Promising development for patients diagnosed with type 2 diabetes. According to a new study, three months of intensive insulin therapy is equal to 15-months of intensive oral therapy and may protect insulin-producing beta cells and improve the body’s ability to produce insulin.
A pilot study of 23 adults with newly diagnosed type 2 diabetes found early insulin therapy to be as effective as 15 months of oral therapy and may improve the body’s ability to produce insulin.
The current standard of care calls for initial treatment with oral therapies that suppress glucose production by the liver.
In contrast, insulin is a hormone produced by the pancreas that allows the body to use glucose and prevents blood sugar levels from getting too high. If used early it can provide effective treatment with fewer metabolic side effects.
Researchers from Ohio University and Western University of Health Sciences College of Osteopathic Medicine will present their updated findings at OMED 15 October 17 in Orlando.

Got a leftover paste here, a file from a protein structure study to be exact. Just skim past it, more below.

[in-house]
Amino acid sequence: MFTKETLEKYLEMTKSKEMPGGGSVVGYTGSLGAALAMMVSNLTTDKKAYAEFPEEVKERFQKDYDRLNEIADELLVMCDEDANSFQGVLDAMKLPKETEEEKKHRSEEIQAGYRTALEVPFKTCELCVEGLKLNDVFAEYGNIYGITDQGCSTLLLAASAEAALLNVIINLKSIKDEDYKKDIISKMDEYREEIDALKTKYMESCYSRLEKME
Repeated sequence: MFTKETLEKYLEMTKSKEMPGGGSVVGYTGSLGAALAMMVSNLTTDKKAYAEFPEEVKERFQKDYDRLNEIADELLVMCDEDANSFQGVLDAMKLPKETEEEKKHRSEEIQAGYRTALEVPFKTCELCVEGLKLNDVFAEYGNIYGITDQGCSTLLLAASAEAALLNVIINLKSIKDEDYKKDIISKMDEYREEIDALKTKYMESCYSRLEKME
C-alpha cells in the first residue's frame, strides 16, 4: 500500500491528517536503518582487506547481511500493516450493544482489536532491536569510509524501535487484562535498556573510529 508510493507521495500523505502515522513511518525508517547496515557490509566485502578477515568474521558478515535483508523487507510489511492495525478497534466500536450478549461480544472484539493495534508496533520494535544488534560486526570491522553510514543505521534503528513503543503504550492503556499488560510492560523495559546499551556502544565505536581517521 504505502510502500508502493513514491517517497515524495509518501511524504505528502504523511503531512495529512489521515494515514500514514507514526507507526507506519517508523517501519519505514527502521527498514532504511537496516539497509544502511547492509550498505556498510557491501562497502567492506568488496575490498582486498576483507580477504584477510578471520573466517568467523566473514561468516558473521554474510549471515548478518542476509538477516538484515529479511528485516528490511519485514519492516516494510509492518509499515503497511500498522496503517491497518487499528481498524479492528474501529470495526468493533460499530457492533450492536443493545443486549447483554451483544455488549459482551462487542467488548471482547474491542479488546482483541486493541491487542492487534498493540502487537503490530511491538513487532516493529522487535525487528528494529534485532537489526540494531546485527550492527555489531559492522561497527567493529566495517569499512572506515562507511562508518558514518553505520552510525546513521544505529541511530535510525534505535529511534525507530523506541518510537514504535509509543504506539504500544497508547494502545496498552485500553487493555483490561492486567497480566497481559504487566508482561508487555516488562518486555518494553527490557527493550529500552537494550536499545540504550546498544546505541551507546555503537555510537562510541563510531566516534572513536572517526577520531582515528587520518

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The pilot study was conducted after successful cases series that were completed at The Ohio University Diabetes Institute.
In the randomized controlled trial, the insulin-treated group’s A1C levels decreased from 10.1 percent to 6.7 percent after 15 months.
The group receiving intensive oral therapy saw its A1C level drop from 9.9 percent to 6.8 percent at 15 months. The insulin treatment was well tolerated with no severe hypoglycemia.
While the intensive oral therapy group gained weight, insulin-treated subjects lost an average of five pounds.
“While the improvement in glucose was relatively comparable between the two groups, our findings support the idea that the body can improve its natural insulin secreting ability when early insulin is given,” said lead researcher Jay Shubrook, DO. “This may be because early insulin therapy protects beta cells in the pancreas that respond to glucose and produce insulin.”
Based on additional research published in the journal Cell Metabolism in 2014, the mechanism appears to be re-differentiation of beta cells, Shubrook said.
Shubrook noted limitations to the study, including its size and the number of participants considered severely obese, with a body mass index (BMI) of 40 or greater.
Despite the limitations, the study provides new clues to improving outcomes for patients newly diagnosed with type 2 diabetes.
Source: American Osteopathic Association